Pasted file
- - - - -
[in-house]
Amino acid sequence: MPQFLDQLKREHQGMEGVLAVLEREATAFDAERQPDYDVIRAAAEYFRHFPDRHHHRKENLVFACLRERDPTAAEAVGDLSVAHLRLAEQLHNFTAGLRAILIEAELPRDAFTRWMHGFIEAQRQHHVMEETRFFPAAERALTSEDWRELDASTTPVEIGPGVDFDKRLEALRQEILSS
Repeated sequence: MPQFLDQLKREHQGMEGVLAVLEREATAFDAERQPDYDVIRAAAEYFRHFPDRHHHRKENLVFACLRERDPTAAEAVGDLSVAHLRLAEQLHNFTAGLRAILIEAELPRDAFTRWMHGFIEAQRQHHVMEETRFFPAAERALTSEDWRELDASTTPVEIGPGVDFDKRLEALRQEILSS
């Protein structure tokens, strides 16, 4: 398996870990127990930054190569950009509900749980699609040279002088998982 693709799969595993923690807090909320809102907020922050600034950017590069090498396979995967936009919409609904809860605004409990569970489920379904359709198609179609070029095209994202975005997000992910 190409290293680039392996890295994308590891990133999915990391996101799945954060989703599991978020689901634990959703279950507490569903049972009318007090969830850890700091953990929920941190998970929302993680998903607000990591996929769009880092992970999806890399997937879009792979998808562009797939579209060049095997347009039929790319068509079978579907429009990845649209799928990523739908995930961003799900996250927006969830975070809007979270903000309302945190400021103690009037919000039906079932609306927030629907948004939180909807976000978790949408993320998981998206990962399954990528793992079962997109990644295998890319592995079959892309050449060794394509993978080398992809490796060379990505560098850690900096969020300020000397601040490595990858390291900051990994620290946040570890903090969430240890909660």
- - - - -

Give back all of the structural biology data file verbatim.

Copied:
[in-house]
Amino acid sequence: MPQFLDQLKREHQGMEGVLAVLEREATAFDAERQPDYDVIRAAAEYFRHFPDRHHHRKENLVFACLRERDPTAAEAVGDLSVAHLRLAEQLHNFTAGLRAILIEAELPRDAFTRWMHGFIEAQRQHHVMEETRFFPAAERALTSEDWRELDASTTPVEIGPGVDFDKRLEALRQEILSS
Repeated sequence: MPQFLDQLKREHQGMEGVLAVLEREATAFDAERQPDYDVIRAAAEYFRHFPDRHHHRKENLVFACLRERDPTAAEAVGDLSVAHLRLAEQLHNFTAGLRAILIEAELPRDAFTRWMHGFIEAQRQHHVMEETRFFPAAERALTSEDWRELDASTTPVEIGPGVDFDKRLEALRQEILSS
């Protein structure tokens, strides 16, 4: 398996870990127990930054190569950009509900749980699609040279002088998982 693709799969595993923690807090909320809102907020922050600034950017590069090498396979995967936009919409609904809860605004409990569970489920379904359709198609179609070029095209994202975005997000992910 190409290293680039392996890295994308590891990133999915990391996101799945954060989703599991978020689901634990959703279950507490569903049972009318007090969830850890700091953990929920941190998970929302993680998903607000990591996929769009880092992970999806890399997937879009792979998808562009797939579209060049095997347009039929790319068509079978579907429009990845649209799928990523739908995930961003799900996250927006969830975070809007979270903000309302945190400021103690009037919000039906079932609306927030629907948004939180909807976000978790949408993320998981998206990962399954990528793992079962997109990644295998890319592995079959892309050449060794394509993978080398992809490796060379990505560098850690900096969020300020000397601040490595990858390291900051990994620290946040570890903090969430240890909660």